Protecting genetic storage

Protecting genetic storage

Summary: It ain't just bits on your laptop, buckoMIT's Technology Review blogger David Ewing Duncan writes about Nobel Laureate and co-discoverer of DNA, James Watson.DNA is, of course, a very compact biotech storage medium - pure informationWatson agreed a couple of years ago to have his DNA sequenced and publicly released by 454 Life Sciences.

TOPICS: Storage

It ain't just bits on your laptop, bucko MIT's Technology Review blogger David Ewing Duncan writes about Nobel Laureate and co-discoverer of DNA, James Watson.

DNA is, of course, a very compact biotech storage medium - pure information Watson agreed a couple of years ago to have his DNA sequenced and publicly released by 454 Life Sciences. According to Duncan, he's having second thoughts:

I have spent time with Watson and wrote about it in my latest book, and I can tell you that he can be impulsive and brash. Indeed, only after he made the project public did he realize that he might not want the world to know that he could have genes associated with diseases.

Early in the project, Watson asked 454 to delete his results for the apoE gene associated with Alzheimer's disease. Now he may have more disease variants inked out to protect his and his sons' privacy.

I wonder if he will stop there, since in the future, geneticists will refine their knowledge of DNA and might be able to parse out genes that influence everything from, say, neural disorders to behavior quirks such as arrogance or a quick temper--both of which Watson has been accused of.

A human is just DNA's way of making more DNA Here in America, with our hopelessly broken health care "system" - Motto: You can buy better but you can't pay more! - insurance companies will happily shun you for much less than an Alzheimer's gene. Indeed, medical privacy is a sick joke in this country, where by law even bill collectors have access to your medical records.

Massive data storage has many benefits - and some scary implications I'd like to think that a world that preserves photos - or better yet, movies! with sound! - of one's every youthful indiscretion on the web will force the world's angry and judgmental people to lighten up and accept that we are all human and flawed. Eliminating tortured "I smoked but I didn't inhale" circumlocutions in favor of honesty and transparency. Yep, even encouraging people to engage on the issues instead of personal attacks.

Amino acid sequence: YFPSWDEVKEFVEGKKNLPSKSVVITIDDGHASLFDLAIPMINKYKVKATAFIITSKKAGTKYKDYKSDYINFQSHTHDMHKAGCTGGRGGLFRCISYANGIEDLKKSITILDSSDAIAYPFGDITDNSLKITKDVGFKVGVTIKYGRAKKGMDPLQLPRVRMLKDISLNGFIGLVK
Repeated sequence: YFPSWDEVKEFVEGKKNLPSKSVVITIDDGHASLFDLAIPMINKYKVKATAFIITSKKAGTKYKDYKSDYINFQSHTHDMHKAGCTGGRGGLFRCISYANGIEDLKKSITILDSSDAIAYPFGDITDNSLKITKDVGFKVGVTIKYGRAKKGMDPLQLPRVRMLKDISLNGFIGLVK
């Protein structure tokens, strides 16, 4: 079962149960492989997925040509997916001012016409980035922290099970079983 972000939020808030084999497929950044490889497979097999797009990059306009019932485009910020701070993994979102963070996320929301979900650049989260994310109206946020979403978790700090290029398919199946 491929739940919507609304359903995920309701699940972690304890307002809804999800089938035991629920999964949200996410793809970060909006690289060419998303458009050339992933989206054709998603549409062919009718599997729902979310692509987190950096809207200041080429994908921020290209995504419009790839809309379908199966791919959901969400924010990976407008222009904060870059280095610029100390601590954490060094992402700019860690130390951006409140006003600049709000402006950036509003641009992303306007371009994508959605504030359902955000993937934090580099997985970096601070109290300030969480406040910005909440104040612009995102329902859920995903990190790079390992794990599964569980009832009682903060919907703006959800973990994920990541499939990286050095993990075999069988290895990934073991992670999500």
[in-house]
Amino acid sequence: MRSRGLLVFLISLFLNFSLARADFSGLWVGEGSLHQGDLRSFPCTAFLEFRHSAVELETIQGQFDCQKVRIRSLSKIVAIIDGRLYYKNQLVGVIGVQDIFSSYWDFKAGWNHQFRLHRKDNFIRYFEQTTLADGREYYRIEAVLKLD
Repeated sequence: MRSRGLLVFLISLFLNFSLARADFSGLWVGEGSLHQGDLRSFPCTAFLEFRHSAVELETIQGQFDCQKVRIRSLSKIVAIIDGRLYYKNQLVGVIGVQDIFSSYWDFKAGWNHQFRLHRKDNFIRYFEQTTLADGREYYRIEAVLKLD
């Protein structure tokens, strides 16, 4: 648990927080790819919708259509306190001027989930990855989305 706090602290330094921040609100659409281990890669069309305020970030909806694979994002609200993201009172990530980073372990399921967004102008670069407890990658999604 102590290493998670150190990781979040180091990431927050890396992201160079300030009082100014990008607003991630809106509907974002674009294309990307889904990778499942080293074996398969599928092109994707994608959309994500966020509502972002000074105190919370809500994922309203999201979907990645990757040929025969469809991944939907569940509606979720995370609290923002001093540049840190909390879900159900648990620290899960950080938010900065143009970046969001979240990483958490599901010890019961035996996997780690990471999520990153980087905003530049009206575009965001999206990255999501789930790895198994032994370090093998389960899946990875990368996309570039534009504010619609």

And maybe pigs will fly.

The Storage Bits take It is within our grasp to make information immortal through massive, replicated and networked data storage. Yet human culture is largely based upon forgetting that which we'd rather not remember, and not learning what would be impossible to forget.

Genetic privacy isn't written into the Constitution, so many lawyers and ideologues would argue you have no right to it. But isn't America all about new beginnings? About who you are rather than where you came from? About what you can do rather than what your genes - or your college party habits - may say about your past?

James Watson is grappling with these issues today. Tomorrow, all of us will.

Comments welcome, of course.

Topic: Storage

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  • Wonderful movie, Gattica

    During this time society analyzes your DNA and determines where you belong in life...born with a congenital heart condition (assumed to be genetic) which would cast him out of getting a chance to travel in of the last "natural" babies born into a sterile, genetically-enhanced world, where life expectancy and disease likelihood are ascertained at birth. Myopic and due to die at 30, he has no chance of a career in a society that now discriminates against your genes, instead of your gender, race or religion.

    That's what we're looking at for the near future if genetic information isn't protected from access and use.

    The flip side is, insurance companies always want to know about pre-existing conditions because that effects their bottom line. A genetic condition represents a risk, either low to 100% certain. So they tailor their premiums to reflect that risk. Forcing companies to insure bad risk cases at the same premiums as low risk cases forces them to raise ALL premiums to the point where it's more cost effective to not get insurance. Which is one of the reasons for so many people in the U.S. not having health insurance.

    Personally, I'd love to see some private foundation(s) support a eugenics program that encourages people with few genetic defects, or with genetically advantageous traits, to have children with each other. Say, some kind of program that provides a stipend for raising each child, and a scholarship once they reach their age of majority.

    But keep Uncle Sam out of the gene pool, please!
  • I Agree, this is going to be a problem unless we kill it soon.

    We should file DNA under privacy. We should amend the constitution to prevent discrimination based on "genetic makeup".

    Once this is done, we only have to worry about people unkownly being cloned :)

    The problem with society today is that we keep closing doors rather than open new ones. If we keep closing them, we might as well go back to the dark ages. How are we as a civilization going to progress scientifically if we have to constantly hold ourselfs back because of a group who disagrees on a religious basis, a preferencial basis, or a lack of knowledge basis.

    An openness of ideas that are mixed and then recombined to form new ideas has been the basis for human progression. Everytime someone puts the kibosch on that, we as a race suffer.